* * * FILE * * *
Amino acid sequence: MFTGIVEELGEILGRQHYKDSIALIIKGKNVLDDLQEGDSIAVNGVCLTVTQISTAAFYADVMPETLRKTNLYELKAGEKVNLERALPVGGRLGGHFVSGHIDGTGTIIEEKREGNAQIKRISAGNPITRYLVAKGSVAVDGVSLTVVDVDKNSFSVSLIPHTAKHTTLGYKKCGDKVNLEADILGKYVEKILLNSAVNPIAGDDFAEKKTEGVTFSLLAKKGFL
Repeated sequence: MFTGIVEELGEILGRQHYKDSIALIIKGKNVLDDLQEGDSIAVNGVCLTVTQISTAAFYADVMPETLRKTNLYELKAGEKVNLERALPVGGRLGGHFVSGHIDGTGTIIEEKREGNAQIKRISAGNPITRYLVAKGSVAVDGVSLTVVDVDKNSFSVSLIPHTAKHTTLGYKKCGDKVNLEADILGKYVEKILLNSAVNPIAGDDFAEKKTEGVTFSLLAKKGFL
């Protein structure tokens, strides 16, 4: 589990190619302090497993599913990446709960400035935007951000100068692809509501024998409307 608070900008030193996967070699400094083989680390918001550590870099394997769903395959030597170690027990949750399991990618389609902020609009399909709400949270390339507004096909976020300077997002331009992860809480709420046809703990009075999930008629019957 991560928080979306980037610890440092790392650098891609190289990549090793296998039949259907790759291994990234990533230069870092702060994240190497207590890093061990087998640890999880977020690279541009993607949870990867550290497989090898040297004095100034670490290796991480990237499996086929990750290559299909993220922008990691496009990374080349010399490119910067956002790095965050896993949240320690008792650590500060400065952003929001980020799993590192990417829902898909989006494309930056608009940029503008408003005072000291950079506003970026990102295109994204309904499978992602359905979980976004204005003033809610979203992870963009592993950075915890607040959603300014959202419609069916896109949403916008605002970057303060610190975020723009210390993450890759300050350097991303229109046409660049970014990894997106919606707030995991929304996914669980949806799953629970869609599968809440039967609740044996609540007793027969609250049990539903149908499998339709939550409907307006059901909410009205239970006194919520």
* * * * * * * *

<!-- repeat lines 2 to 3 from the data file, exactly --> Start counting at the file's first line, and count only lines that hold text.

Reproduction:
Repeated sequence: MFTGIVEELGEILGRQHYKDSIALIIKGKNVLDDLQEGDSIAVNGVCLTVTQISTAAFYADVMPETLRKTNLYELKAGEKVNLERALPVGGRLGGHFVSGHIDGTGTIIEEKREGNAQIKRISAGNPITRYLVAKGSVAVDGVSLTVVDVDKNSFSVSLIPHTAKHTTLGYKKCGDKVNLEADILGKYVEKILLNSAVNPIAGDDFAEKKTEGVTFSLLAKKGFL
């Protein structure tokens, strides 16, 4: 589990190619302090497993599913990446709960400035935007951000100068692809509501024998409307 608070900008030193996967070699400094083989680390918001550590870099394997769903395959030597170690027990949750399991990618389609902020609009399909709400949270390339507004096909976020300077997002331009992860809480709420046809703990009075999930008629019957 991560928080979306980037610890440092790392650098891609190289990549090793296998039949259907790759291994990234990533230069870092702060994240190497207590890093061990087998640890999880977020690279541009993607949870990867550290497989090898040297004095100034670490290796991480990237499996086929990750290559299909993220922008990691496009990374080349010399490119910067956002790095965050896993949240320690008792650590500060400065952003929001980020799993590192990417829902898909989006494309930056608009940029503008408003005072000291950079506003970026990102295109994204309904499978992602359905979980976004204005003033809610979203992870963009592993950075915890607040959603300014959202419609069916896109949403916008605002970057303060610190975020723009210390993450890759300050350097991303229109046409660049970014990894997106919606707030995991929304996914669980949806799953629970869609599968809440039967609740044996609540007793027969609250049990539903149908499998339709939550409907307006059901909410009205239970006194919520």